Here's where the problem is with your thinking:
1. In order to install the drywall with nails, you need to hammer the nail head to just below the drywall surface so that you can cover that nail head with drywall joint compound. So, if you ever did want to remove that drywall, getting something under the head of the nail to pry it out is going to wreck your drywall anyway. What you're saying would make only a little more sense if you were wanting to use smooth shank nails, but you'd probably wreck the drywall getting anything under those nail heads too.
2. Ring shank nails are a SOB to pull out. You will curse the day you put them in. Using ring shank nails to hold drywall in place is kinda like using a triple box knot to tie your shoe laces. It won't keep them from coming off when you don't want them to as much as it will prevent you from taking them off when you do want to. You're gaining little and losing much. About the only place where a sane person would use ring shank nails is to hold their roof down if they live in tornado alley. I'm exagerating, but in my opinion, most people create more problems for themselves when they use ring shank nails without first educating themselves by first hand experience what a pain they are to take out.
(That thing about people creating problems for themselves also applies to adhesives. Never us a stronger adhesive than you need to avoid problems with the glue holding. Doing so will only make your life harder if and when you want to separate what you stuck together.)
3. By contrast, drywall screws can be taken out easily with minimal damage to the drywall. Also, there is much less chance of having to redo a pile of work because the hammer missed the nail and now you have the cutest round hole in your drywall for storing things, like a cork, maybe.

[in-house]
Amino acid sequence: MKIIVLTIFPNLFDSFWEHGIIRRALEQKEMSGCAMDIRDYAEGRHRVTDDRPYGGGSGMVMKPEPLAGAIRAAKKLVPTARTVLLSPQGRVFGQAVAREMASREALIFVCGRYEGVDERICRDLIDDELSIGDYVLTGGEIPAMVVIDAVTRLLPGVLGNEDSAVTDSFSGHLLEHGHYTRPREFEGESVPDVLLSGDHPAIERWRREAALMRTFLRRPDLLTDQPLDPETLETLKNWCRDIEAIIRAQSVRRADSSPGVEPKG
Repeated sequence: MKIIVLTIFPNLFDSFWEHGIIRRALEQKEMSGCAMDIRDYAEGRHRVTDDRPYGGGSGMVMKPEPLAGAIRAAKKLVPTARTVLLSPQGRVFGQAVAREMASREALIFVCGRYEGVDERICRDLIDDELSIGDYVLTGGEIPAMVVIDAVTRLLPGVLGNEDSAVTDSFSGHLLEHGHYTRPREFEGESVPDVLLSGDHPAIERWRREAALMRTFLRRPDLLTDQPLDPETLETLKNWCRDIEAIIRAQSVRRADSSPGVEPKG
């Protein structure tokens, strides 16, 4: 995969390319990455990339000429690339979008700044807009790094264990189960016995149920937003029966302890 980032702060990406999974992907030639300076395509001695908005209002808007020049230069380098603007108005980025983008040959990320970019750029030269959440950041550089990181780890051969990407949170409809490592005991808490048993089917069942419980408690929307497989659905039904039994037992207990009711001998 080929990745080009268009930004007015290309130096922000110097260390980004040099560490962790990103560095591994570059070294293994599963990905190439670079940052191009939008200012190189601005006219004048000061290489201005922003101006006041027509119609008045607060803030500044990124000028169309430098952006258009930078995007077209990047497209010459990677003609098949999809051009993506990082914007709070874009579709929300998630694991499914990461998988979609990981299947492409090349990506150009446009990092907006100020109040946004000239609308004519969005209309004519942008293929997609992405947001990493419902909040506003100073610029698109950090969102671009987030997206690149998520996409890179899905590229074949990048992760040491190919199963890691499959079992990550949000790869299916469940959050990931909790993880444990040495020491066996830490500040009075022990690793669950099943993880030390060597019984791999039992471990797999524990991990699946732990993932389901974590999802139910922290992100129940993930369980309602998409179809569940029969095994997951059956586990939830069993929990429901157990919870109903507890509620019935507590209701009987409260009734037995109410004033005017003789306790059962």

4. And, you can drive drywall screws without buying an expensive drywall gun. Go to your local hardware store or home center and buy an attachment for an electric drill called a "Dimpler". It's a $10 attachment that allows you to drive drywall screws to the correct depth. They last a long time, and you should be able to put up all the drywall in your house with one of them.
You don't need to know the rest:
Drywall screws are considered to be "very low root" screws, which means that the root diameter of the screw is very small. Imagine the red thing in the image below looked like a screw:
The "root diameter" is the diameter of the solid shaft through the middle of the screw. (The major diameter is the apparant diameter of the screw when you look straight on at it's pointy end.) Unlike wood screws, drywall screws are designed to be driven into wood without any predrilling, and keeping the screw's root diameter to a minimum allows the screw to go in easily with little or no splitting of the wood around the screw.
Also, when drilling into softwood, choose the drill bit to predrill the pilot hole that has the same diameter as the screw root diameter, or the next larger size drill bit. When drilling into hardwood, choose the drill bit with the same diameter as the screw root diameter, or the next smaller size drill bit. By doing this, you get maximum holding power because you maximize the area of steel thread that's grabbing onto wood while minimize the amount of wood splitting immediately around the screw. Softwoods readily compress around the screw, so going to the next larger size up won't cause any splitting.